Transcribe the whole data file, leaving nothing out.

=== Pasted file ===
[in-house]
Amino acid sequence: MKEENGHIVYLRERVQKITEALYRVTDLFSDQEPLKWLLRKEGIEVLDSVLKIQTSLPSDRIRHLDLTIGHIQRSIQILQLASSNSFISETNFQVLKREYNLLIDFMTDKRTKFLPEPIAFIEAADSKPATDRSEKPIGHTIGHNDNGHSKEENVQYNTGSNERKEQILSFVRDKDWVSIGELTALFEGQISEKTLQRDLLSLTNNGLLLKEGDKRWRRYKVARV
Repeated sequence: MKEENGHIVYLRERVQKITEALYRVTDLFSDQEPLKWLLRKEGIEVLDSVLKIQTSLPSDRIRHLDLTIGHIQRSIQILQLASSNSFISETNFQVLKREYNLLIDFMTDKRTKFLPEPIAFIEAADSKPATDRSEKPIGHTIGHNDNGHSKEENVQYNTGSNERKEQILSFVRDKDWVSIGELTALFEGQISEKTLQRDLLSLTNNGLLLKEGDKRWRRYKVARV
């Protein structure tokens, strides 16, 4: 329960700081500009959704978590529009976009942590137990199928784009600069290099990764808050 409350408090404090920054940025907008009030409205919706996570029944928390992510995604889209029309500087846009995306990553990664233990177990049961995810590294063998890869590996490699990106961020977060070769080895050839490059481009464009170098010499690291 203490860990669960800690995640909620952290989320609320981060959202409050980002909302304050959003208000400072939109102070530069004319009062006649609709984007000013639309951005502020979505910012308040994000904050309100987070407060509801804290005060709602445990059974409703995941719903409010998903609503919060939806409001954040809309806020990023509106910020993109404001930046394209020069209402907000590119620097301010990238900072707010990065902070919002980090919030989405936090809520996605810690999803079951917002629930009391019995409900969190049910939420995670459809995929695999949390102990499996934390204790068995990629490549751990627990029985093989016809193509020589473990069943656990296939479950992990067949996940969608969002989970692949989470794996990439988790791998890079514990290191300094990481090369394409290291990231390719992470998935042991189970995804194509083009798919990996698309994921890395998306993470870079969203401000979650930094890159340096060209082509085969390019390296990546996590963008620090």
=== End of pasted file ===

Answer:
[in-house]
Amino acid sequence: MKEENGHIVYLRERVQKITEALYRVTDLFSDQEPLKWLLRKEGIEVLDSVLKIQTSLPSDRIRHLDLTIGHIQRSIQILQLASSNSFISETNFQVLKREYNLLIDFMTDKRTKFLPEPIAFIEAADSKPATDRSEKPIGHTIGHNDNGHSKEENVQYNTGSNERKEQILSFVRDKDWVSIGELTALFEGQISEKTLQRDLLSLTNNGLLLKEGDKRWRRYKVARV
Repeated sequence: MKEENGHIVYLRERVQKITEALYRVTDLFSDQEPLKWLLRKEGIEVLDSVLKIQTSLPSDRIRHLDLTIGHIQRSIQILQLASSNSFISETNFQVLKREYNLLIDFMTDKRTKFLPEPIAFIEAADSKPATDRSEKPIGHTIGHNDNGHSKEENVQYNTGSNERKEQILSFVRDKDWVSIGELTALFEGQISEKTLQRDLLSLTNNGLLLKEGDKRWRRYKVARV
């Protein structure tokens, strides 16, 4: 329960700081500009959704978590529009976009942590137990199928784009600069290099990764808050 409350408090404090920054940025907008009030409205919706996570029944928390992510995604889209029309500087846009995306990553990664233990177990049961995810590294063998890869590996490699990106961020977060070769080895050839490059481009464009170098010499690291 203490860990669960800690995640909620952290989320609320981060959202409050980002909302304050959003208000400072939109102070530069004319009062006649609709984007000013639309951005502020979505910012308040994000904050309100987070407060509801804290005060709602445990059974409703995941719903409010998903609503919060939806409001954040809309806020990023509106910020993109404001930046394209020069209402907000590119620097301010990238900072707010990065902070919002980090919030989405936090809520996605810690999803079951917002629930009391019995409900969190049910939420995670459809995929695999949390102990499996934390204790068995990629490549751990627990029985093989016809193509020589473990069943656990296939479950992990067949996940969608969002989970692949989470794996990439988790791998890079514990290191300094990481090369394409290291990231390719992470998935042991189970995804194509083009798919990996698309994921890395998306993470870079969203401000979650930094890159340096060209082509085969390019390296990546996590963008620090």